CLEARLAKE— Thursday at the Judge’s Breakfast forum in Clearlake guest speakers Henry Bornstein with the Anderson Marsh Interpretive Association, Chris Glenn, supervising park ranger for Lake County and Kaylee Williams, park ranger, interpreter discussed the county’s two state parks – Clear Lake State Park and Anderson Marsh State Historic Park during California State Parks Week.
Bornstein’s presentation included current happenings at Anderson Marsh and their plans for the future, noting that the Marsh is celebrating its 40 year anniversary this October 1. The park hosts a monthly guided tour with a different trail each tour which gets shorter in the late Summer months . Bornstein said he looks forward to their annual New Year’s Day Hike at Noon, part of a nationwide program whose goal is to start the year off right. Recently Anderson Marsh acquired two grants to aid in conservation efforts, one of which was, according to Bornstein, the “Entrance Meadow Rehabilitation Project which was part of a wildfire suppression grant given to us by the California State Parks Foundation, which is a nonprofit organization .” This project included prescribed burns and the replanting of native plants and oak trees. The other grant was for their Senior Days Program where the Marsh is partnering with senior centers and hospitals with transportation to get seniors and those with disabilities out into the park. This is a pilot program that will begin next Spring.
Each in the series of Guided Nature Walks is led by a volunteer State Parks docent. Recent hikes have covered parts of the Cache Creek Nature Trail, the Marsh Trail and the Ridge Trail. These hikes are over mostly level terrain and cover about three miles at a leisurely pace. The hikes last between one and two hours. Hikers normally are encouraged to bring binoculars and meet in the parking lot at 8:15am in time to experience the early morning wildlife that can be found in the Ranch House and Barn complex yard – the walks begin at 8:30am.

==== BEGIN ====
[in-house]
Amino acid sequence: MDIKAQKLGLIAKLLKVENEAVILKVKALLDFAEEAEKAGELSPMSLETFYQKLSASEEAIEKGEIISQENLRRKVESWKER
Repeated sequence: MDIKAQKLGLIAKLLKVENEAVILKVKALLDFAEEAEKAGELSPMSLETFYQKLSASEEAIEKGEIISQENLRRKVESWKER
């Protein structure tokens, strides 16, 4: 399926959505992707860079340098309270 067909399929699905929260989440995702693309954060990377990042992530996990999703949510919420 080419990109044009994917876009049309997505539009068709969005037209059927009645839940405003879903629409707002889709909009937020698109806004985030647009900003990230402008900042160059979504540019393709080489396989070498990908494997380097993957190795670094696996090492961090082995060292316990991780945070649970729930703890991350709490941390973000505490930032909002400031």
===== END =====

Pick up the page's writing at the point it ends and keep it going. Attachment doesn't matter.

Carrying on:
There is no charge for the guided nature walk and parking is free for those attending. Anderson Marsh State Historic Park is located on Hwy 53, between Lower Lake and Clearlake.
Chris Glenn spoke about the re-opening of the Visitor’s Center at Clear Lake State Park which has been closed for two years due to the pandemic. Glenn also mentioned staffing issues and the immediate need for lifeguards stating, “A lot of times we get somebody come and take a job from out of the area and they transfer out as soon as they can. I also started a seasonal lifeguard program and it was very difficult to get started but it’s growing.”
With re-opening comes the need for new programs and the revival of old ones, and that’s where Williams comes in, running the multitude of educational programs at the park. For example, they have a Junior Ranger Program every Saturday for kids ages 7 to 12 years old. Williams detailed the class. She said, “I take them through 12 different subject areas related to ecology, natural resources, cultural resources, and just basic stewardship for the land. We really want to instill this appreciation for natural resources and the park and that can start pretty early if you spark some interest in kids.” They also have a story walk on the second Saturday of each month which is part of a statewide program advocating literacy where families can walk a self-guided tour around a designated trail reading a posted story along the way followed by a craft activity at the end . The park also hosts campfires on the weekends and will be having the Friends of the Taylor Observatory on August 20 inviting kids of all ages to check out the stars with their telescopes.
More information on Lake County’s State Parks can be found on their websites clearlakestatepark.org and parks.ca.gov. The Judge’s breakfast takes place weekly at the Highlands Senior Center in Clearlake. More information and a schedule of upcoming topics and guests can be found on their Facebook page at https://www.facebook.com/JudgesBreakfast